News roundup for the week includes: stories on solitary confinement in the US; Palestinian children in Israel detention; new Supreme Court decision in Mexico may stomp out impunity; Argentina’s torture problem.
An editorial at Al Jazeera notes that media and perhaps legislative consensus is growing around the issue of long-term solitary confinement as torture. UN Special Rapporteur on Torture Juan Mendez has previously stated that solitary confinement longer than 15 days can constitute torture. Some prisoners in the US detention system have been in some form or another of solitary confinement for as long as 40 years. The editorial also indicates that this form of punishment and cruel treatment may be more often applied to black prisoners, such as the infamous Angola 3.
Occupied Palestinian Territory:
Defence for Children International, an international children’s rights NGO, has released a staggering report on abuse of Palestinian children in Israeli detention. “The first 48 hours after a child is taken are the most important because that’s when the most abuse happens,” DCI’s lawyer Gerard Horten told Al Jazeera in an interview, echoing the findings of an upcoming IRCT report on children and torture in the Philippines, Nepal and Sri Lanka. Most children are detained for allegations involving throwing stones at Israeli troops. Some are as young as 12, and can be detained for months without access to a lawyer or their parents. A majority of those detained faced verbal threats or harassment, physical abuse, interrogation by officials, and were blindfolded and restrained. Read the full report here [PDF].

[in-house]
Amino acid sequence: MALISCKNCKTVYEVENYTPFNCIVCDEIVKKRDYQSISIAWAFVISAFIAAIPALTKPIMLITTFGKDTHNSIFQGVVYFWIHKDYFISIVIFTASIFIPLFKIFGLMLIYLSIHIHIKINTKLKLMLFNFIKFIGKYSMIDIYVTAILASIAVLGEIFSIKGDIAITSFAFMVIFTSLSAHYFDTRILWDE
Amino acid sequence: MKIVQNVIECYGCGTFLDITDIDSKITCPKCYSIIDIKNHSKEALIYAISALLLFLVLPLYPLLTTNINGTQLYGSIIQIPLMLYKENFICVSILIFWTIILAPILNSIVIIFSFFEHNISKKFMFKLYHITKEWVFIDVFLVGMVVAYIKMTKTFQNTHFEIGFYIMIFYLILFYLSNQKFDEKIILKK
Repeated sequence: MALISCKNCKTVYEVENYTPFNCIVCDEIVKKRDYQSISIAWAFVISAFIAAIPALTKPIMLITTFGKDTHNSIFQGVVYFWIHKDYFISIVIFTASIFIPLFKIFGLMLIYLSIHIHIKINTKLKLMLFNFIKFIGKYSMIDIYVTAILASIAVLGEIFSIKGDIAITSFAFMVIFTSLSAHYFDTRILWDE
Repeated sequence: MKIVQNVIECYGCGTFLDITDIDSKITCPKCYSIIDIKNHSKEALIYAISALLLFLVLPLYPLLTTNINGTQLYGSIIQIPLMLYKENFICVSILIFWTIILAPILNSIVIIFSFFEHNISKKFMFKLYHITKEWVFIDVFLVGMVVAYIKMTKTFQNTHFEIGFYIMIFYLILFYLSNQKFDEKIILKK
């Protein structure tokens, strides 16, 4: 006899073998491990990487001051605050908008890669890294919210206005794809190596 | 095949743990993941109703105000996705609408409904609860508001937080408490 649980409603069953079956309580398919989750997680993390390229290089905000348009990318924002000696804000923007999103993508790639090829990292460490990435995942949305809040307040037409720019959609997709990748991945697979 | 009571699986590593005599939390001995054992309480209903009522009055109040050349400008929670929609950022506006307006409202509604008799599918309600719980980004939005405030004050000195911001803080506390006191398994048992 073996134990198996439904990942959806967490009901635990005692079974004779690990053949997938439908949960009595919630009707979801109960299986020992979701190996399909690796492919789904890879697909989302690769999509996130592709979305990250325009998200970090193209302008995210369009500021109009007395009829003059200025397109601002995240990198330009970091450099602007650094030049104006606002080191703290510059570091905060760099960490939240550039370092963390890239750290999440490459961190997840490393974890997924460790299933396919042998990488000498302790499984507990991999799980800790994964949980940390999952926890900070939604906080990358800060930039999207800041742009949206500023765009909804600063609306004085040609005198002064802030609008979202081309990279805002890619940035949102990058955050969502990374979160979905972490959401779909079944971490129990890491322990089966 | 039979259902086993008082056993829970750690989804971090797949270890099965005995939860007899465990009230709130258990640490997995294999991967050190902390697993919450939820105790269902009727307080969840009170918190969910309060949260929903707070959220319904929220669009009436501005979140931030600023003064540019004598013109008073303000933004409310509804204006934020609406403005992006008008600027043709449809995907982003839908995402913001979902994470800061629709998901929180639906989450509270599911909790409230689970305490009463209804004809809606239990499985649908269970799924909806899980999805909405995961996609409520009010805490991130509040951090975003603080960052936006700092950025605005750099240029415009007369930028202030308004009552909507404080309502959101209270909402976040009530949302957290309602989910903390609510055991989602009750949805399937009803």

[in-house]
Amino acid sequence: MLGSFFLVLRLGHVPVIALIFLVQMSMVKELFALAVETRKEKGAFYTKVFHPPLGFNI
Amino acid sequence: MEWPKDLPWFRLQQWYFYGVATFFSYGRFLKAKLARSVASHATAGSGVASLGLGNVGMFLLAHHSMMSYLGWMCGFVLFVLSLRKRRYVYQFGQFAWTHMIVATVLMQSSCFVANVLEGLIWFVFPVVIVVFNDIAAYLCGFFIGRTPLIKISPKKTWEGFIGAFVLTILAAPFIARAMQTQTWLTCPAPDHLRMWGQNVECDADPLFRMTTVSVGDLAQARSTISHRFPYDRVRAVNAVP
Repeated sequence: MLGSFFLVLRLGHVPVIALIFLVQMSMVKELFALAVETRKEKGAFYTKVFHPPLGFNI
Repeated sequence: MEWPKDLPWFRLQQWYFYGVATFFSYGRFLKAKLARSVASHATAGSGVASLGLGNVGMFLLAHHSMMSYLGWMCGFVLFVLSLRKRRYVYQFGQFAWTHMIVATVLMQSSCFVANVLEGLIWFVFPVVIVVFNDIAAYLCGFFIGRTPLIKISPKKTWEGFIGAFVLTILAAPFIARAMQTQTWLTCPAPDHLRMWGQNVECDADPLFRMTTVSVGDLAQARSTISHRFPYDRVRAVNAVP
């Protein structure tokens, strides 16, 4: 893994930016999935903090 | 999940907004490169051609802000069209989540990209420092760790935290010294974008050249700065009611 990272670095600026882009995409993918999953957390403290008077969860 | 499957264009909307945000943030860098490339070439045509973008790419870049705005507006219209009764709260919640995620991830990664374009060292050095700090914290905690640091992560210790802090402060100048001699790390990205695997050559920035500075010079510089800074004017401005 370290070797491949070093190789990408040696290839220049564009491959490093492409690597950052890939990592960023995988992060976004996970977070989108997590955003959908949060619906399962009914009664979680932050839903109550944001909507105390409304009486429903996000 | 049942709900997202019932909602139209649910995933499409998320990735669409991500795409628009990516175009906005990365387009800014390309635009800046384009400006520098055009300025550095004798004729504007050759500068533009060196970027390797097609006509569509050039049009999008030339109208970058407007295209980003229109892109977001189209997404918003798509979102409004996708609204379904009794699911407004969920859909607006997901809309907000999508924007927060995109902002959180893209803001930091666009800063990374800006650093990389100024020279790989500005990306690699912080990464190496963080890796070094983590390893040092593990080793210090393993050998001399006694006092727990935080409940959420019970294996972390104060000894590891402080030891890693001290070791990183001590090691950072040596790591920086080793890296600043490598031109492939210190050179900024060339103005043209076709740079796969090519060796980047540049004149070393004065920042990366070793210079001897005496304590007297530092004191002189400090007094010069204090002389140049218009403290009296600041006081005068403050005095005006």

Human rights group in Mexico have celebrated a recent Supreme Court ruling that military human rights violations may be turned over to civilian, rather than military, courts. “The Supreme Court ruled Thursday to send the case of Jethro Ramses Sanchez, a 27-year-old auto mechanic who authorities say was tortured and killed by soldiers at a military base last year, to civilian court,” reports The Washington Post. Human rights groups say this ruling may be a blow to the consistent impunity for military human rights violations in Mexico.
Several torture cases in Argentina have been widely reported in the media recently. And just this week, a report emerged that there have been as many as 7,000 human rights violations in Argentine prisons. Some point to the lack of reform in the prison system since the military junta that ended in the 1980s and that was marked by several thousand extra-judicial killings and torture, the so-called ‘dirty war’. Read about a visit to many of the sites of the ‘dirty war’ by IRCT’s Brita Sydhoff here.